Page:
XLA compiles a TensorFlow graph into a sequence of computation kernels generated specifically for the given model. Because these kernels are unique to the model, they can exploit model-specific information for optimization. Within TensorFlow, XLA is also called the JIT (just-in-time) compiler. You can enable it with a flag in the @tf.function Python decorator, like so:


You can also enable XLA in TensorFlow by setting the TF_XLA_FLAGS environment variable or by running the standalone tfcompile tool.

Apart from TensorFlow, XLA programs can be generated by:

Get started with Google JAX

I went through the JAX Quickstart on Colab, which uses a GPU by default. You can elect to use a TPU if you prefer, but monthly free TPU usage is limited. You also need to run a special initialization to use a Colab TPU for Google JAX.

To get to the quickstart, press the Open in Colab button at the top of the Parallel Evaluation in JAX documentation page. This will switch you to the live notebook environment. Then, drop down the Connect button in the notebook to connect to a hosted runtime.

Running the quickstart with a GPU made it clear how much JAX can accelerate matrix and linear algebra operations. Later in the notebook, I saw JIT-accelerated times measured in microseconds. When you read the code, much of it may jog your memory as expressing common functions used in deep learning.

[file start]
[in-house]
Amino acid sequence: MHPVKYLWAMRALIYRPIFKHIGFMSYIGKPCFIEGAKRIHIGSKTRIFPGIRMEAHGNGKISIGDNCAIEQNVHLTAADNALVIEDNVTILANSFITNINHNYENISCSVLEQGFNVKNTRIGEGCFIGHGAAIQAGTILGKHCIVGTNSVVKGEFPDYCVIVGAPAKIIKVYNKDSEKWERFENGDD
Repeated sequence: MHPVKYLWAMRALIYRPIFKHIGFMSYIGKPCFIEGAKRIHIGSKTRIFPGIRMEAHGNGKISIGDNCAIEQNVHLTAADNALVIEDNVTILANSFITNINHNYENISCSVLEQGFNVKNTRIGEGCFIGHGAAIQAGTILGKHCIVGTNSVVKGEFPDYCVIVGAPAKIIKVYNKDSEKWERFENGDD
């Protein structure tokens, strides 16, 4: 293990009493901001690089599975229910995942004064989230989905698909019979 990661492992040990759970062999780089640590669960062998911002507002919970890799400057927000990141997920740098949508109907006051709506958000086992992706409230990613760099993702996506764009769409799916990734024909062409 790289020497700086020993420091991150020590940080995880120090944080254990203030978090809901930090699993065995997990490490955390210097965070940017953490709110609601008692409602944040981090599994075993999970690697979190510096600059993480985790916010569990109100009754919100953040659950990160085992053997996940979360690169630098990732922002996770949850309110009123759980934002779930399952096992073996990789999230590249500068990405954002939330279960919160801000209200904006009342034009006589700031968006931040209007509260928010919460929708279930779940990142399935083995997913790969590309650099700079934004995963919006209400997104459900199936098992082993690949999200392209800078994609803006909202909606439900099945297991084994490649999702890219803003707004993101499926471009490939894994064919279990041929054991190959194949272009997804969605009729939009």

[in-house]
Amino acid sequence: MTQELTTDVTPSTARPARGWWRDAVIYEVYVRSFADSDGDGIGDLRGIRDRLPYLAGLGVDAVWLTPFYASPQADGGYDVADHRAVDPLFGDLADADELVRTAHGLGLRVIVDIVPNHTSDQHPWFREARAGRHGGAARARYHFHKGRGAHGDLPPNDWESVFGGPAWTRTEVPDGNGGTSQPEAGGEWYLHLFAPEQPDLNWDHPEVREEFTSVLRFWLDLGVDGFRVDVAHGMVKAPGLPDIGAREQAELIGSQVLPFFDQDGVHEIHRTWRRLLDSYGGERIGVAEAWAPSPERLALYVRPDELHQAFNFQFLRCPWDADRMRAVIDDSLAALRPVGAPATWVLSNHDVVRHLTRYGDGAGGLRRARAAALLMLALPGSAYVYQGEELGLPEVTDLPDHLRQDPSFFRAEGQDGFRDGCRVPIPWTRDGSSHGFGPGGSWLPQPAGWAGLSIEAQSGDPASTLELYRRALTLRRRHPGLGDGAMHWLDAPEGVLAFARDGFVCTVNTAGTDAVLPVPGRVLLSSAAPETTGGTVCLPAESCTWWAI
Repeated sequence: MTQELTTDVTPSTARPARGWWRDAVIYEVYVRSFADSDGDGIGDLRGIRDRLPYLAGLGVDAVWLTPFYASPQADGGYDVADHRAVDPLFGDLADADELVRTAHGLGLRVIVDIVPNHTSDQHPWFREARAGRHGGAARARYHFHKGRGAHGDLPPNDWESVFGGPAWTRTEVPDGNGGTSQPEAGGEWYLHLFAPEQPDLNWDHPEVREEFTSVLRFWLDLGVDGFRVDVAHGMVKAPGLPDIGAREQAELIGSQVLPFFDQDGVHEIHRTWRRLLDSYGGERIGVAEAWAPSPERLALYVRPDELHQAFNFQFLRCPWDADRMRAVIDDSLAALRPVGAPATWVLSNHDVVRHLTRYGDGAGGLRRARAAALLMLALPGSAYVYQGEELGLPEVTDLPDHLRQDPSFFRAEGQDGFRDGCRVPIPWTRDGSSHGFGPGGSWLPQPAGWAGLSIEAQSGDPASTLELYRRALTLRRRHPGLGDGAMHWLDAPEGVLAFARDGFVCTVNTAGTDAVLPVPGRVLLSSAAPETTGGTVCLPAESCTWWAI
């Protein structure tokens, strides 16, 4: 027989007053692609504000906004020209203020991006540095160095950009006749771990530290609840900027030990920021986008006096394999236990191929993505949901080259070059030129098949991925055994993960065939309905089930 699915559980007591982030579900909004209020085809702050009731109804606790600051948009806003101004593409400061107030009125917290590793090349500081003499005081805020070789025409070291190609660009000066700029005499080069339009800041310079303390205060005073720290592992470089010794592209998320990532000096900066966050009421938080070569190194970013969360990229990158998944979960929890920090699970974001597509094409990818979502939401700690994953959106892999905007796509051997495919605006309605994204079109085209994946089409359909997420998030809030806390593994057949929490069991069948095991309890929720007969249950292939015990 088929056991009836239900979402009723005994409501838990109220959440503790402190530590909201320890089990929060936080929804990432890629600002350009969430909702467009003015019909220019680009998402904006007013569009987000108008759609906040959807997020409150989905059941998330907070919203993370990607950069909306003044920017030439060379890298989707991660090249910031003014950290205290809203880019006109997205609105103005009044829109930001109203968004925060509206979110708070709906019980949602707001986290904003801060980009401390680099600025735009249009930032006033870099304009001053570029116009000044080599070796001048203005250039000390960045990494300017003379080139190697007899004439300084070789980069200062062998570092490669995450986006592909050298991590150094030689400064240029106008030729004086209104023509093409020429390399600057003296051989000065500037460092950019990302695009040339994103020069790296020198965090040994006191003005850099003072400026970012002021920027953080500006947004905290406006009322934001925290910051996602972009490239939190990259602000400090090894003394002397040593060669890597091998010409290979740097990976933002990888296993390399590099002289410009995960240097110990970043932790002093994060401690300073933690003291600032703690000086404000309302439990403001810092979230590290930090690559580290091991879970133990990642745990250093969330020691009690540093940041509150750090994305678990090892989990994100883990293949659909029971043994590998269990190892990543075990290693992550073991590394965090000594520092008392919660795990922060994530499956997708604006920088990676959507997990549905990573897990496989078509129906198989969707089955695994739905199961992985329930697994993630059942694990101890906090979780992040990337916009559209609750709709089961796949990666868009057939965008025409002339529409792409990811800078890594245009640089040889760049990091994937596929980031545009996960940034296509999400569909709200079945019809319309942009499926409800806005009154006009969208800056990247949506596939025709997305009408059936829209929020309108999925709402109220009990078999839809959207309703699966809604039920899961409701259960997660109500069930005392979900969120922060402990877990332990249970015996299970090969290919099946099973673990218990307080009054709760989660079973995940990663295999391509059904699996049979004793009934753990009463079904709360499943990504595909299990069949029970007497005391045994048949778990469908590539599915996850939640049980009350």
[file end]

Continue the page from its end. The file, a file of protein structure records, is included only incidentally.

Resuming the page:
Google JAX IDG

Figure 1. A matrix math example in the Google JAX quickstart.

How to install JAX

A JAX installation must be matched to your operating system and choice of CPU, GPU, or TPU version. It’s simple for CPUs; for example, if you want to run JAX on your laptop, enter:

pip install --upgrade pip

pip install --upgrade "jax[cpu]"

For GPUs, you must have CUDA and CuDNN installed, along with a compatible NVIDIA driver. You'll need fairly new versions of both. On Linux with recent versions of CUDA and CuDNN, you can install pre-built CUDA-compatible wheels; otherwise, you need to build from source.

JAX also provides pre-built wheels for Google Cloud TPUs. Cloud TPUs are newer than Colab TPUs and not backward compatible, but Colab environments already include JAX and the correct TPU support.


There are three layers to the JAX API. At the highest level, JAX implements a mirror of the NumPy API, jax.numpy. Almost anything that can be done with numpy can be done with jax.numpy. The limitation of jax.numpy is that, unlike NumPy arrays, JAX arrays are immutable, meaning that once created their contents cannot be changed.